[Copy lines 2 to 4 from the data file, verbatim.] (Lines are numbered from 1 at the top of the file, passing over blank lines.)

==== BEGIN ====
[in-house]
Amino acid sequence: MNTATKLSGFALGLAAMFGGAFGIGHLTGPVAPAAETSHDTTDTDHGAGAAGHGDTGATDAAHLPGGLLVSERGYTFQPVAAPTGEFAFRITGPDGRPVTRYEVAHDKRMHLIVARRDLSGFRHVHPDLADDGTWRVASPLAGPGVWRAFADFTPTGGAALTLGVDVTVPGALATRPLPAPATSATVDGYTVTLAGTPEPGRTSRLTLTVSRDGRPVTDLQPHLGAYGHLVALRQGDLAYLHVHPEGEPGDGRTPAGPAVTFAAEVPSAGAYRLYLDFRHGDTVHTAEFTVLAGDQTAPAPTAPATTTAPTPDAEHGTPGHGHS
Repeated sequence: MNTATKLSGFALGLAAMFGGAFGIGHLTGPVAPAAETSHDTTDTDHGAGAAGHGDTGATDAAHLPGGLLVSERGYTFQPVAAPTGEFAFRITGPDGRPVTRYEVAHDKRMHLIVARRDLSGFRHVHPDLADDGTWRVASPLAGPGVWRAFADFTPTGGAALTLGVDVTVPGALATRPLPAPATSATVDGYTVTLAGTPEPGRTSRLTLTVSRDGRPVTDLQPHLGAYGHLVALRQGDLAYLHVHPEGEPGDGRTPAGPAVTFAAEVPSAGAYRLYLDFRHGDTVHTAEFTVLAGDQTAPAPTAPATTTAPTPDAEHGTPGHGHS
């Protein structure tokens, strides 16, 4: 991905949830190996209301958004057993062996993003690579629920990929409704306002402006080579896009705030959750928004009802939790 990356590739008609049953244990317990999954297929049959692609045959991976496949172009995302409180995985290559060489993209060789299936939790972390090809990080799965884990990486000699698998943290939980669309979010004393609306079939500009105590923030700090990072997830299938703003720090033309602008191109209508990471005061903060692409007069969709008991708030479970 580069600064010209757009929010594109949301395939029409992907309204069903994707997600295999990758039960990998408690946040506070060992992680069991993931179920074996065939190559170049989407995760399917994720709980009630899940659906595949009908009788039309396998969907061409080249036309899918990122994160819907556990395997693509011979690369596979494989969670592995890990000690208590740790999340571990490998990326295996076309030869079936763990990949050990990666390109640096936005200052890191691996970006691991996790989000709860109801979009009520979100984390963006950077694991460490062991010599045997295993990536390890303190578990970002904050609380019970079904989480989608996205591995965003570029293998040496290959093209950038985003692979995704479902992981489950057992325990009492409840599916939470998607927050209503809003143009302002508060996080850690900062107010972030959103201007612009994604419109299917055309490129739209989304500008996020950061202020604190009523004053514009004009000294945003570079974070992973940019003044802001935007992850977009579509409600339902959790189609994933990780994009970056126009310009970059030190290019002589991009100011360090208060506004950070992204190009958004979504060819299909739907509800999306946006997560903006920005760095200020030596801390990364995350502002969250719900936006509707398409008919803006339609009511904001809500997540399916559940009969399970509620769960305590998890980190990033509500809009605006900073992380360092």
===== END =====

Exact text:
Amino acid sequence: MNTATKLSGFALGLAAMFGGAFGIGHLTGPVAPAAETSHDTTDTDHGAGAAGHGDTGATDAAHLPGGLLVSERGYTFQPVAAPTGEFAFRITGPDGRPVTRYEVAHDKRMHLIVARRDLSGFRHVHPDLADDGTWRVASPLAGPGVWRAFADFTPTGGAALTLGVDVTVPGALATRPLPAPATSATVDGYTVTLAGTPEPGRTSRLTLTVSRDGRPVTDLQPHLGAYGHLVALRQGDLAYLHVHPEGEPGDGRTPAGPAVTFAAEVPSAGAYRLYLDFRHGDTVHTAEFTVLAGDQTAPAPTAPATTTAPTPDAEHGTPGHGHS
Repeated sequence: MNTATKLSGFALGLAAMFGGAFGIGHLTGPVAPAAETSHDTTDTDHGAGAAGHGDTGATDAAHLPGGLLVSERGYTFQPVAAPTGEFAFRITGPDGRPVTRYEVAHDKRMHLIVARRDLSGFRHVHPDLADDGTWRVASPLAGPGVWRAFADFTPTGGAALTLGVDVTVPGALATRPLPAPATSATVDGYTVTLAGTPEPGRTSRLTLTVSRDGRPVTDLQPHLGAYGHLVALRQGDLAYLHVHPEGEPGDGRTPAGPAVTFAAEVPSAGAYRLYLDFRHGDTVHTAEFTVLAGDQTAPAPTAPATTTAPTPDAEHGTPGHGHS
């Protein structure tokens, strides 16, 4: 991905949830190996209301958004057993062996993003690579629920990929409704306002402006080579896009705030959750928004009802939790 990356590739008609049953244990317990999954297929049959692609045959991976496949172009995302409180995985290559060489993209060789299936939790972390090809990080799965884990990486000699698998943290939980669309979010004393609306079939500009105590923030700090990072997830299938703003720090033309602008191109209508990471005061903060692409007069969709008991708030479970 580069600064010209757009929010594109949301395939029409992907309204069903994707997600295999990758039960990998408690946040506070060992992680069991993931179920074996065939190559170049989407995760399917994720709980009630899940659906595949009908009788039309396998969907061409080249036309899918990122994160819907556990395997693509011979690369596979494989969670592995890990000690208590740790999340571990490998990326295996076309030869079936763990990949050990990666390109640096936005200052890191691996970006691991996790989000709860109801979009009520979100984390963006950077694991460490062991010599045997295993990536390890303190578990970002904050609380019970079904989480989608996205591995965003570029293998040496290959093209950038985003692979995704479902992981489950057992325990009492409840599916939470998607927050209503809003143009302002508060996080850690900062107010972030959103201007612009994604419109299917055309490129739209989304500008996020950061202020604190009523004053514009004009000294945003570079974070992973940019003044802001935007992850977009579509409600339902959790189609994933990780994009970056126009310009970059030190290019002589991009100011360090208060506004950070992204190009958004979504060819299909739907509800999306946006997560903006920005760095200020030596801390990364995350502002969250719900936006509707398409008919803006339609009511904001809500997540399916559940009969399970509620769960305590998890980190990033509500809009605006900073992380360092």